Since the Japanese Ministry of Education had decided to slash the stipend of scholars, a lot of them had had to find part-time employment. Some waited tables at restaurants and packed cards at phone companies, some worked as part-time researchers or teaching assistants, and some decided to teach English. Since she couldn’t imagine working at a call center or something similar, Marga decided that teaching English would be a no-brainer, since she spoke it fluently. Tessa however, cringed every time she spoke in that sing-songy Kris Aquino accent that a lot of colegialas and Makati-girls adopted.
Since Marga started working part-time at the English school were Tessa worked, she had been complaining daily of having to walk everywhere, about the crowded trains, about how she had to cook and clean and do laundry by herself. She had even complained of how her dad had forbid her from charging all her purchases to him and suggested she look for something to supplement her income. She spoke wistfully of how full her life had been in Manila, full of parties and beautiful people. She spoke of how she missed her car, her dogs, and her friends. When Kaye had heard of this, she had started fuming with anger, “If she wasn’t sure about coming here, she should just have given it up.” She said, pounding a fist on the table for emphasis. “She wasted a slot. There are tons of other deserving people who would give their eyeteeth to come here.” Kaye was one of those students who did not have much opportunity to improve themselves back home, but with the help of the scholarship had actually managed to establish themselves. They were part of the new breed of professionals who supported their motherland from abroad.
Oh well, Tessa thought as she browsed through her schedule for the day, I’ll only be seeing her during the five-minute break; I should be able to survive that. Or so she hoped.
Always mindful that his opportunities as an international actor were limited if he could not communicate in English, Ken spent most of his spare time trying to perfect the subject. Thankfully, due to the nature of his father’s work, part of his childhood had been spent in the US and English wasn’t too much of an uphill climb for him as it was with others. He found that he was a quick study at languages and he sometimes regretted not being able to study other languages that interested him, such as Chinese and Korean. Although he managed to communicate fairly well in English, it was pronunciation that gave him pause sometimes. His accent was better than most of the haltingly syllabic English most Japanese people had, but he still felt there was room for improvement. More so for someone who was constantly in the public eye.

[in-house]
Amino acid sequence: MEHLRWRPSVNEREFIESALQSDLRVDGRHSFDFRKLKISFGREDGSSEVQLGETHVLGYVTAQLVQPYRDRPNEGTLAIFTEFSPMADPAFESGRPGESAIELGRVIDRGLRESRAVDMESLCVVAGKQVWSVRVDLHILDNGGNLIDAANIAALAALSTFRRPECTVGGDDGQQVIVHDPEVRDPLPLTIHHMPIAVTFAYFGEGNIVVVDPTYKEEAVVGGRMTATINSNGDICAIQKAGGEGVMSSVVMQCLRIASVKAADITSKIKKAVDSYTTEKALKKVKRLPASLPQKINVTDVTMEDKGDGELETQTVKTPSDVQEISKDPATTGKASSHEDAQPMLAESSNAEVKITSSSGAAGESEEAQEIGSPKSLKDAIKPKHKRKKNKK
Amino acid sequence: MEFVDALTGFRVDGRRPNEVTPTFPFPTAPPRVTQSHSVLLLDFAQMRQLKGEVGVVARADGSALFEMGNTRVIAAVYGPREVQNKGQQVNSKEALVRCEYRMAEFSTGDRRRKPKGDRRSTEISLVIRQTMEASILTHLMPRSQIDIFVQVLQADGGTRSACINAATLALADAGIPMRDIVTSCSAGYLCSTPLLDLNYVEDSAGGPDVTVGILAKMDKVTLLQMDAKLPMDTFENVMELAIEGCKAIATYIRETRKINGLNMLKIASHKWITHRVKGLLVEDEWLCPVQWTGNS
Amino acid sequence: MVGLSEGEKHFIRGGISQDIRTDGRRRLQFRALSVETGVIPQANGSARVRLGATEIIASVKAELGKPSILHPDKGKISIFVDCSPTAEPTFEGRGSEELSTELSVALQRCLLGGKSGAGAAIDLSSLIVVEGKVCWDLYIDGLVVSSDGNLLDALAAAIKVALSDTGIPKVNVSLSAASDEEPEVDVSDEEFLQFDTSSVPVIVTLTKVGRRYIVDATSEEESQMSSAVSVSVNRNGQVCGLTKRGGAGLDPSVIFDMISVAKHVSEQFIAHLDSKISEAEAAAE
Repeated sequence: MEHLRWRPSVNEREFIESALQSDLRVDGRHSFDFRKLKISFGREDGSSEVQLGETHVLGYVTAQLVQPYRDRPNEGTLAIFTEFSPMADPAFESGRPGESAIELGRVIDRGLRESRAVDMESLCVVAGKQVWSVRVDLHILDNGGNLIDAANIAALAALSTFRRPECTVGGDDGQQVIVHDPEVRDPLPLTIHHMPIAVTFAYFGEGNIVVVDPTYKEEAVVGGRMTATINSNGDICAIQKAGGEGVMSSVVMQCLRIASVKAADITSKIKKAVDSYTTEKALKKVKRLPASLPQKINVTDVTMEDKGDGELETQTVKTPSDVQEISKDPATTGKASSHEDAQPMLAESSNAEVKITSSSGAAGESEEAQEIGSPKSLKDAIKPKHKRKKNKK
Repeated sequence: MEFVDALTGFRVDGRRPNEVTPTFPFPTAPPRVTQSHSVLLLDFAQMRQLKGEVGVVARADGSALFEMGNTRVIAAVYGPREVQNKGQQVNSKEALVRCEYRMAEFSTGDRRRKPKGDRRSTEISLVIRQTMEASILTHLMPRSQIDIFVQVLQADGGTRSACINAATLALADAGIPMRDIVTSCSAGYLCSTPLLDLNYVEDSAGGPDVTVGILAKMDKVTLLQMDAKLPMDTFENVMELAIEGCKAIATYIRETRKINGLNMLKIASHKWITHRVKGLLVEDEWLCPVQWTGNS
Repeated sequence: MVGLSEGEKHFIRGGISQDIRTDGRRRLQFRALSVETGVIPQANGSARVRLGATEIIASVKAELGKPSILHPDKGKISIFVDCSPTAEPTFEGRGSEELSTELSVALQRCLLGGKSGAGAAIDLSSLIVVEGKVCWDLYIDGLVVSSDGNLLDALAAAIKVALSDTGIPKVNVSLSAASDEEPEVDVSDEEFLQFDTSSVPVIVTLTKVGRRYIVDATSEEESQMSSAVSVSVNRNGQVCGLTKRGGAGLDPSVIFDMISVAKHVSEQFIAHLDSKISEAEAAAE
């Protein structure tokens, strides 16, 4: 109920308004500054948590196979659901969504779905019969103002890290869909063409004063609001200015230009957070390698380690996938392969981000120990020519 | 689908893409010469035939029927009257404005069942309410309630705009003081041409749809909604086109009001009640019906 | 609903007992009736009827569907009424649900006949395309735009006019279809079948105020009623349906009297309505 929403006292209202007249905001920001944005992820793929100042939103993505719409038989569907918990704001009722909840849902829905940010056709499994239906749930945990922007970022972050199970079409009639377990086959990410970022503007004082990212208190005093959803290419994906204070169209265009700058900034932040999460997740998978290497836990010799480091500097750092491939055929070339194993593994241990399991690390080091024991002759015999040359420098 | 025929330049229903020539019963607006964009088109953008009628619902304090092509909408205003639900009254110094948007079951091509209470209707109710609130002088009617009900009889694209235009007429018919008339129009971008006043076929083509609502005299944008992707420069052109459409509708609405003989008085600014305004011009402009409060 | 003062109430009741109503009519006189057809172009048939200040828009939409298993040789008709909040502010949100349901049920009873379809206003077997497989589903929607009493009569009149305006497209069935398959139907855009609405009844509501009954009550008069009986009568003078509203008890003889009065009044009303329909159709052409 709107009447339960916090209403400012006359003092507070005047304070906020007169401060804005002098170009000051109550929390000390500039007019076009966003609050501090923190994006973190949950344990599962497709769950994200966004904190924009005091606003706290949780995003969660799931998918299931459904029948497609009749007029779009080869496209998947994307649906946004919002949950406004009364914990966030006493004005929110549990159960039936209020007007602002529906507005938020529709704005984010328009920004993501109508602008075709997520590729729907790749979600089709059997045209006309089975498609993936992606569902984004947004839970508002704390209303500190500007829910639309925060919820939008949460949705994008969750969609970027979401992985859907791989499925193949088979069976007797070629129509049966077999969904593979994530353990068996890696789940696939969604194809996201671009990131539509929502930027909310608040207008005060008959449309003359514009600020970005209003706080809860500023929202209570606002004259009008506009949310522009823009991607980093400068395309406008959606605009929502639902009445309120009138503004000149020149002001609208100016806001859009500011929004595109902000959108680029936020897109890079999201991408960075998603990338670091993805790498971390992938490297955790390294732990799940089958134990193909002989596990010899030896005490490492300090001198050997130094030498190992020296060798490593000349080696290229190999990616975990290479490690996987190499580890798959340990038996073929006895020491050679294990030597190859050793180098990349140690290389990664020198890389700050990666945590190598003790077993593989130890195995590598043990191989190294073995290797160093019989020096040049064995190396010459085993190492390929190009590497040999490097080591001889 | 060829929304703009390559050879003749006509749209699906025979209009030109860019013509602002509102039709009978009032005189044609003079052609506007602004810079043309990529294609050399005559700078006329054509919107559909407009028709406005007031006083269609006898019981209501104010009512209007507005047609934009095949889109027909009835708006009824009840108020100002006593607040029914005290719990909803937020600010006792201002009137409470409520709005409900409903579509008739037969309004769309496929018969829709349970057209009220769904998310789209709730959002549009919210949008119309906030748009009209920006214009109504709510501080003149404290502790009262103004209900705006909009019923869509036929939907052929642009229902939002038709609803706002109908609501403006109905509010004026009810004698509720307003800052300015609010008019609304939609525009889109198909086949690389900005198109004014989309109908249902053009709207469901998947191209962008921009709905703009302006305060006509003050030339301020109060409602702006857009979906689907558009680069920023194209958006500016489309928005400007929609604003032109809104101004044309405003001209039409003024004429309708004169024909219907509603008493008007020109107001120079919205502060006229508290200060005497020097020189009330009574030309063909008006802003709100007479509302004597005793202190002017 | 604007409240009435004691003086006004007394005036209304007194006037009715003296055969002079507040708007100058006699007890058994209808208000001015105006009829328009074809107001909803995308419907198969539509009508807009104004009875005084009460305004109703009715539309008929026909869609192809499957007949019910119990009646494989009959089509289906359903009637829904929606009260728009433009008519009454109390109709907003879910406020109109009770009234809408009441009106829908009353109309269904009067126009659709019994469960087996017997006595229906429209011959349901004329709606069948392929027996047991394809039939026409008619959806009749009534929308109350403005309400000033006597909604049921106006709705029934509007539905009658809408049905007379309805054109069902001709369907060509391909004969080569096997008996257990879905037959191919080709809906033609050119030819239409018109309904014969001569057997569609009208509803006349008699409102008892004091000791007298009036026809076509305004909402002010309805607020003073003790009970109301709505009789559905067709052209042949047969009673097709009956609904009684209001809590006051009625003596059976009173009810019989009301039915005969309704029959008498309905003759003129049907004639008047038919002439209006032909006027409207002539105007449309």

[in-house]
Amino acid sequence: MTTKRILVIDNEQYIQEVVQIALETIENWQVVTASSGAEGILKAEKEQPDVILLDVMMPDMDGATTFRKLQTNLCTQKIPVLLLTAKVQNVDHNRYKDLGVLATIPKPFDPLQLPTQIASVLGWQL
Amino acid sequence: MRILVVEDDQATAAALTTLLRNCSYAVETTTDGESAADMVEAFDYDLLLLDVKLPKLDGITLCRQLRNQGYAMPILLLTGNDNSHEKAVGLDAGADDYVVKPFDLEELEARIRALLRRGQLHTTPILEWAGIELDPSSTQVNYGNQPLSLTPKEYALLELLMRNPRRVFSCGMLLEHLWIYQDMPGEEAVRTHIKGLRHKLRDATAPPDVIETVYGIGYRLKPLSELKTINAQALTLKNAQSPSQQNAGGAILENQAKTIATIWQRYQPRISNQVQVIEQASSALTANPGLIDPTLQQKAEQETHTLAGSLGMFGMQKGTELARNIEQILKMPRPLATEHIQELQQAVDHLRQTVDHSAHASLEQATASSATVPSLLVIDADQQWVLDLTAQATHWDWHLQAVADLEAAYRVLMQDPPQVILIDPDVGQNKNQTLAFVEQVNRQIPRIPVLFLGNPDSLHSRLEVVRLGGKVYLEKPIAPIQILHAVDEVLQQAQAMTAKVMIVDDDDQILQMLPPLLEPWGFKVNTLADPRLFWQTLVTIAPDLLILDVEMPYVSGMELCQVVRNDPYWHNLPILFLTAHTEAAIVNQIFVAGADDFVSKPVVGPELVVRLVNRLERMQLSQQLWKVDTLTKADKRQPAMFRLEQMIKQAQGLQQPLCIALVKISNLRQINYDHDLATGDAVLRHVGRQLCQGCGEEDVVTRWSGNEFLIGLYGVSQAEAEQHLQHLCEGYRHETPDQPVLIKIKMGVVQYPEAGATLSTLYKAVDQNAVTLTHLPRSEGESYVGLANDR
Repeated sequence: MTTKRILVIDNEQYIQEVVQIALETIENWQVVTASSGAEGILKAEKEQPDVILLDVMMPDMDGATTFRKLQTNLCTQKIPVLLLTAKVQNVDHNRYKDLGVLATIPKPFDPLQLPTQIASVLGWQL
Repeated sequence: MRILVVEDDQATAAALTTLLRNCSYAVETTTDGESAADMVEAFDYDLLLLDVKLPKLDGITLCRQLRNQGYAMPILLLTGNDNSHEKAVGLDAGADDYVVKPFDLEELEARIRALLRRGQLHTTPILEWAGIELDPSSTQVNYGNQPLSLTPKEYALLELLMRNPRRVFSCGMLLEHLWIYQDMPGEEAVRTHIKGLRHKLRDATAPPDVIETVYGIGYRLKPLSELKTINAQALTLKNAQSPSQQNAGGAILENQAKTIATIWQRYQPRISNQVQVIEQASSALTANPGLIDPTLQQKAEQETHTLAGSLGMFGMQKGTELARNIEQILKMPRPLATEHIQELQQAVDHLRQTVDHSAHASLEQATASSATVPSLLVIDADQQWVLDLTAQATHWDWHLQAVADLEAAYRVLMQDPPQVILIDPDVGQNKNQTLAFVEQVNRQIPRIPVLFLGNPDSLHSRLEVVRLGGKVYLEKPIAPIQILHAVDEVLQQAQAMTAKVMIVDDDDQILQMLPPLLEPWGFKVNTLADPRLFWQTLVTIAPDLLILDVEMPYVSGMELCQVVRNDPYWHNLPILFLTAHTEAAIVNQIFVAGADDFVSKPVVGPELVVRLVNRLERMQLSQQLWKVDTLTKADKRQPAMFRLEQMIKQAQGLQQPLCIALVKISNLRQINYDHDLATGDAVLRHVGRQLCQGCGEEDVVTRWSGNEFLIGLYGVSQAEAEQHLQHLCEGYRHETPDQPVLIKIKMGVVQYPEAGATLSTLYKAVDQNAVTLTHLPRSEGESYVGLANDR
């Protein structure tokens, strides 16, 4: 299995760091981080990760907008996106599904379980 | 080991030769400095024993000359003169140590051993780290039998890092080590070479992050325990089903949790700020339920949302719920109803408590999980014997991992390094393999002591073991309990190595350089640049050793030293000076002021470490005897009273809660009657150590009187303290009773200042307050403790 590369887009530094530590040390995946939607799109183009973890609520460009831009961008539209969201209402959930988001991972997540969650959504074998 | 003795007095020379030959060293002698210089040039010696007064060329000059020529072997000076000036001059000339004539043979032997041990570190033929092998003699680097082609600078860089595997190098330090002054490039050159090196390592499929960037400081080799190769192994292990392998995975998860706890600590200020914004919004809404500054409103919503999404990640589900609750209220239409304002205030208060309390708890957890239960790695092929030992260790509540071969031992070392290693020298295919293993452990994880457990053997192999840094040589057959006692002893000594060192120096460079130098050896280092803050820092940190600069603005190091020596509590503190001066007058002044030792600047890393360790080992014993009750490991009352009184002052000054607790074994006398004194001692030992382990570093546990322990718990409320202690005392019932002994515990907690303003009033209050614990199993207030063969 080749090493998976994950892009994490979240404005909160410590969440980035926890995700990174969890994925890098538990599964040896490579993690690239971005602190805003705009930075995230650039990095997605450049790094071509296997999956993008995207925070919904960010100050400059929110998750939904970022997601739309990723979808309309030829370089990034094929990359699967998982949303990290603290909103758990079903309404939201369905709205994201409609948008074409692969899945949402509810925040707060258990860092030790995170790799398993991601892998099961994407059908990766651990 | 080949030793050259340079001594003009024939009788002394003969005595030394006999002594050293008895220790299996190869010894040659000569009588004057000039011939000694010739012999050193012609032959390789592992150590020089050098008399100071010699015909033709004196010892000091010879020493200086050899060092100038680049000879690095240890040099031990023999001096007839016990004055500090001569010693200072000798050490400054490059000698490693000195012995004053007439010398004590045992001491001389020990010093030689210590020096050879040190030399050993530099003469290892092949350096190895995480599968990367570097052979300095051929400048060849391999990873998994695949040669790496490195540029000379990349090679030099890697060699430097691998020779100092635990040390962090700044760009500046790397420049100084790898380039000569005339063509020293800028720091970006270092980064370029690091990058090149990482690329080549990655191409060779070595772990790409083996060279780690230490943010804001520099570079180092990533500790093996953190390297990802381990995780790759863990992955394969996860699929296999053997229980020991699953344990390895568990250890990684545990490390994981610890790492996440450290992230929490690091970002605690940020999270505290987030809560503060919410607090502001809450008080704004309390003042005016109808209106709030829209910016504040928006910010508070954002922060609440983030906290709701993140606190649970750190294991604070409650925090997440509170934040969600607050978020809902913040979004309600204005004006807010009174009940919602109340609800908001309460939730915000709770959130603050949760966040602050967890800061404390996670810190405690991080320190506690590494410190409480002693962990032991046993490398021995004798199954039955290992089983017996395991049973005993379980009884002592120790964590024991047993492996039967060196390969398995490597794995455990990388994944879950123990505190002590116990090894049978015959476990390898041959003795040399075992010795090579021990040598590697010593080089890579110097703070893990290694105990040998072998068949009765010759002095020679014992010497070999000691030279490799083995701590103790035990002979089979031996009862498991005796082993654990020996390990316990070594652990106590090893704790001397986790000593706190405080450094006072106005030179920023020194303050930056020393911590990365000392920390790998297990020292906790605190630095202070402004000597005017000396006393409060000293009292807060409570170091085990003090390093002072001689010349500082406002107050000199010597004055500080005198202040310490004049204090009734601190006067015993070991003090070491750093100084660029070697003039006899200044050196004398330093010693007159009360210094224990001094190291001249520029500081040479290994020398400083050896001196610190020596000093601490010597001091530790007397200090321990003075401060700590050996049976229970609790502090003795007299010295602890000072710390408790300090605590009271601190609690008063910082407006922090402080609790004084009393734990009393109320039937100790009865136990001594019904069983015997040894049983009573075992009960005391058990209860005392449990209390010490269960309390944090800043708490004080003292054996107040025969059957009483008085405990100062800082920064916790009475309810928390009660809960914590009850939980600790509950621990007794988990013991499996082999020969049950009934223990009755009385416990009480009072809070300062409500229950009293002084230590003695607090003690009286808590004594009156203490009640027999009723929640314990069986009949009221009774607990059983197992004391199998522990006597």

He regularly took classes from one of the more established English schools in Tokyo whom he knew he could count on being discreet. A lot of local actors and actresses favored this school and the branch where he usually took classes had a couple of other celebrities in their roster.
He had had Takashi schedule a couple of classes for him today. He hadn’t been to class in months since he had gotten busy with the new movie in L.A. However, he felt that his accent had improved a lot while he was in America and he couldn’t wait to try it out on his teacher.